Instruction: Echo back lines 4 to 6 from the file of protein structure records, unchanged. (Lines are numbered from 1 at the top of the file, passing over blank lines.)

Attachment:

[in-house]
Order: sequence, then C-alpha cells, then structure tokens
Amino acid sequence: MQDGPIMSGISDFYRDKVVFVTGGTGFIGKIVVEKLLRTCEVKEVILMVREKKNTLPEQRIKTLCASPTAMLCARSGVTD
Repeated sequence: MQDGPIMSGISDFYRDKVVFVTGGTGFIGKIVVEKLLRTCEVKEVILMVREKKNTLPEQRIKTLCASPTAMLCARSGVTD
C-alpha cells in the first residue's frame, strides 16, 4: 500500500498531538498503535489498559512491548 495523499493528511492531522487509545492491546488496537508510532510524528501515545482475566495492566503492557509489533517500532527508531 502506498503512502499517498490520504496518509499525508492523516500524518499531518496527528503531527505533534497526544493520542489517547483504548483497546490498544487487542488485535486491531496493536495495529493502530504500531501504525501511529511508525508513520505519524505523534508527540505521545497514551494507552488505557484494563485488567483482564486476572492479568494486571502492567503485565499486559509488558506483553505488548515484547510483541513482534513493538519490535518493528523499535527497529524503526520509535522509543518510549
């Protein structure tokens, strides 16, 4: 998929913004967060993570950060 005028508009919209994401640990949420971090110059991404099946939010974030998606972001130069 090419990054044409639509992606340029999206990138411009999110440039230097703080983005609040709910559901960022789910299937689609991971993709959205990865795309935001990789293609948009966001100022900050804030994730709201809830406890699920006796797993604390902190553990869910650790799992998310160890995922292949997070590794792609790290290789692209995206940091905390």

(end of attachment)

Repeated sequence: MQDGPIMSGISDFYRDKVVFVTGGTGFIGKIVVEKLLRTCEVKEVILMVREKKNTLPEQRIKTLCASPTAMLCARSGVTD
C-alpha cells in the first residue's frame, strides 16, 4: 500500500498531538498503535489498559512491548 495523499493528511492531522487509545492491546488496537508510532510524528501515545482475566495492566503492557509489533517500532527508531 502506498503512502499517498490520504496518509499525508492523516500524518499531518496527528503531527505533534497526544493520542489517547483504548483497546490498544487487542488485535486491531496493536495495529493502530504500531501504525501511529511508525508513520505519524505523534508527540505521545497514551494507552488505557484494563485488567483482564486476572492479568494486571502492567503485565499486559509488558506483553505488548515484547510483541513482534513493538519490535518493528523499535527497529524503526520509535522509543518510549
């Protein structure tokens, strides 16, 4: 998929913004967060993570950060 005028508009919209994401640990949420971090110059991404099946939010974030998606972001130069 090419990054044409639509992606340029999206990138411009999110440039230097703080983005609040709910559901960022789910299937689609991971993709959205990865795309935001990789293609948009966001100022900050804030994730709201809830406890699920006796797993604390902190553990869910650790799992998310160890995922292949997070590794792609790290290789692209995206940091905390």